BNP says leaking the Khaleda-Hasina phone conversation was a ‘clear violation’ of the Information and Communication Technology Act.
“This violates Section 63 of the ICT Act,“ said BNP Standing Committee member Moudud Ahmed on Thursday.
“According to that section recording a conversation like this is not at all legal and totally unethical unless both side consent to its release.”
Prime Minister Sheikh Hasina telephoned the BNP Chairperson Khaleda Zia on Saturday after she threatened to enforce a 60-hour strike if the government did not propose a dialogue with the Opposition.
BNP has been on a long campaign for election under non-party government ever since the 15th amendment to the Constitution scrapped the caretaker provision.
The two main leaders of Bangladesh were involved in a verbal duel during the conversation that lasted for 37 minutes.
The phone conversation between the arch rivals created ripples across the country.
Soon after the conversation went viral on the Internet and raised the hackles with the BNP clearly upset over the leak..
BNP spokesperson Mirza Fakhrul Islam Alamgir blamed the government for making the conversation public but Information Minister Hasanul Haq Inu denied the allegation.
The Prime Minister, however, said she swallowed insults for the sake of the nation and that the people of Bangladesh should hear the entire conversation.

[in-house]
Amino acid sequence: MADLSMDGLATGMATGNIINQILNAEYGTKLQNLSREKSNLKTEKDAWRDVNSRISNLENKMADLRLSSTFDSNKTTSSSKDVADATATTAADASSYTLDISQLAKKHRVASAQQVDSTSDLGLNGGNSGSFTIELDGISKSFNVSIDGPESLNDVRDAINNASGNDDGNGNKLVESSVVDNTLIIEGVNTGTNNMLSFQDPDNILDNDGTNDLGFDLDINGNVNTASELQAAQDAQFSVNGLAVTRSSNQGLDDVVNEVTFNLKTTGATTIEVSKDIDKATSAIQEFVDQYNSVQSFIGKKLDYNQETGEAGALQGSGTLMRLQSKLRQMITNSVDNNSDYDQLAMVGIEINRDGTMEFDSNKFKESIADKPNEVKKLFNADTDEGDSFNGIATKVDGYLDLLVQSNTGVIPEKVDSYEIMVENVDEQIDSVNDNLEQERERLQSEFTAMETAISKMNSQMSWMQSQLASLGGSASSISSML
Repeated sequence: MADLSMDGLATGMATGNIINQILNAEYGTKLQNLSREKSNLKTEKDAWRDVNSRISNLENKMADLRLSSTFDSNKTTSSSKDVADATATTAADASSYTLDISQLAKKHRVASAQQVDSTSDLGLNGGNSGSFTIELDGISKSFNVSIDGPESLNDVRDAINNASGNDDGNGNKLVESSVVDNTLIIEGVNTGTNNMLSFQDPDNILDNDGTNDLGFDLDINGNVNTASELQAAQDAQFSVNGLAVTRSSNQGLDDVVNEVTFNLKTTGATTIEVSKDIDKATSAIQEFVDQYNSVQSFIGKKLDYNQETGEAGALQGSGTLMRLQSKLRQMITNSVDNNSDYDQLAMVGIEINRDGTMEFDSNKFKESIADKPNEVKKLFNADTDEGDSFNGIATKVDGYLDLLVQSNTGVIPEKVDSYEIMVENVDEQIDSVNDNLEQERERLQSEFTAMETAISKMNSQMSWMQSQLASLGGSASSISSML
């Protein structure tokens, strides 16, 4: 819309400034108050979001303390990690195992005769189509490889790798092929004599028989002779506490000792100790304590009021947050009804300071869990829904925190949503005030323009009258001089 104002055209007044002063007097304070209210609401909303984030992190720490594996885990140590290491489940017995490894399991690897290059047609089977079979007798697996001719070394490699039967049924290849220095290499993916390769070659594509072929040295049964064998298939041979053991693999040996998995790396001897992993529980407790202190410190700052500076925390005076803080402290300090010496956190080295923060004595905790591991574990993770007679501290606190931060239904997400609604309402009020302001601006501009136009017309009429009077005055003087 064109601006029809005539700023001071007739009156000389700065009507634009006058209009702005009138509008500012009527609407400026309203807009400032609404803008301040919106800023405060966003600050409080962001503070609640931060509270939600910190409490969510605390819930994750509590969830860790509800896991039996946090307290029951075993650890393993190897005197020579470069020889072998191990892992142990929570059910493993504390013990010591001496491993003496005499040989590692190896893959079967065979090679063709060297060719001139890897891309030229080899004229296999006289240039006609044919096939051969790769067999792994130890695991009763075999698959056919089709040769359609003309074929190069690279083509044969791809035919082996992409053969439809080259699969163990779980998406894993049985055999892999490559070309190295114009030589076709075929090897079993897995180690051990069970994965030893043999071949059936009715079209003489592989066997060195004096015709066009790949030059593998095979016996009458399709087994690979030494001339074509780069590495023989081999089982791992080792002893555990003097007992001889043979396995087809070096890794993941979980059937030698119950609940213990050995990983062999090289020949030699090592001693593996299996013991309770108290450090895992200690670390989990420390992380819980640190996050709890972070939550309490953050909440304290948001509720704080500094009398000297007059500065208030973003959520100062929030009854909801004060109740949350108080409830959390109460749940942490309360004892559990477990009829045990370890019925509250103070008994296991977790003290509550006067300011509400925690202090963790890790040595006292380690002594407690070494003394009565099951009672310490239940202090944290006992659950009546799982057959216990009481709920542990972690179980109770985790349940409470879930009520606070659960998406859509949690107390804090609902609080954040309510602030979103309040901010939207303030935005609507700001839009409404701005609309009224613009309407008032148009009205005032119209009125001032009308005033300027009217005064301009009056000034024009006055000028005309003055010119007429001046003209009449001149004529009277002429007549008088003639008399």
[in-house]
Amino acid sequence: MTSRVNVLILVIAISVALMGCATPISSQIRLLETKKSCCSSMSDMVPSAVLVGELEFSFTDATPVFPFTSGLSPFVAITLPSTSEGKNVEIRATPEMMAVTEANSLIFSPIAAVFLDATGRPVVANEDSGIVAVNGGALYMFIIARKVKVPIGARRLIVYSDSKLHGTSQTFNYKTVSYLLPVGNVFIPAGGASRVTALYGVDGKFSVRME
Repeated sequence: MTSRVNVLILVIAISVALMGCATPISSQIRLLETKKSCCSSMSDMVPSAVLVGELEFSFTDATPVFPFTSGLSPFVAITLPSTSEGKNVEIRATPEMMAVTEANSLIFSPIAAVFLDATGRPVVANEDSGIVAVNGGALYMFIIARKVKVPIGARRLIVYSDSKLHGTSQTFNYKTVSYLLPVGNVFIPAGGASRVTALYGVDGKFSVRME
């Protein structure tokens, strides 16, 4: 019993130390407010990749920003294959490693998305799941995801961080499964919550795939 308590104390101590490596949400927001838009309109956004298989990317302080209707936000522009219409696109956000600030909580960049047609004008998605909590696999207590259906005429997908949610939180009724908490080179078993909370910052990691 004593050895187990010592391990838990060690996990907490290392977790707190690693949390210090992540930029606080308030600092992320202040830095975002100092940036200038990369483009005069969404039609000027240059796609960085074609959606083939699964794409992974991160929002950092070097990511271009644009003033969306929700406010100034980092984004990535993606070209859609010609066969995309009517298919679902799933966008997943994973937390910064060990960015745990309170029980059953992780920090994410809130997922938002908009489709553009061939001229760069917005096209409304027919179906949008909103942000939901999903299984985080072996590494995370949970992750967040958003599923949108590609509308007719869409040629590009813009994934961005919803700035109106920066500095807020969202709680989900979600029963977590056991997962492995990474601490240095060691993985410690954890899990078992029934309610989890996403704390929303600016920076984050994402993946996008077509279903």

“I believe this is illegal. And if we consider the conversation a debate I believe Khaleda Zia was able to win in many points,” said Moudud speaking at a discussion on Thursday.
The plan did not work out for those who ‘advised for the conversation to be made public’ claimed the BNP leader. “It only increased Khaleda Zia’s popularity”.
According to Moudud, it was evident from the conversation, that the Prime Minister called just for ‘show’, not to invite the Opposition Leader to dialogue.
“I heard the Opposition leader’s red telephone was fixed after their conversation. But a directory was not given. Then who will she speak to with that phone?”
About the Prime Minister’s dialogue, he said, “The Leader of the Opposition did not refuse the invitation. The door to dialogue is still open.”
He, however, maintained it was the government who should initiate the process.
“We hope the Prime Minister will fix a date and invite the Opposition Leader. We will keep that invitation.”
The BNP leader said his party will take to the streets if the crisis was not cleared through a dialogue.
Moudud also criticised the amendments to the Representation of the People Act (RPO), which he alleged the government made for ‘a one-sided election’.
The requirement for nominees to have minimum three months’ membership in a party to run for Parliament has been removed.
“The ruling party will offer nominations to people with black money and discriminate against the good leaders of the party,” said Moudud.
“They don’t want politics to be in the politicians. They are making way for corrupt and people without commitment to politics.” –bdnews24.com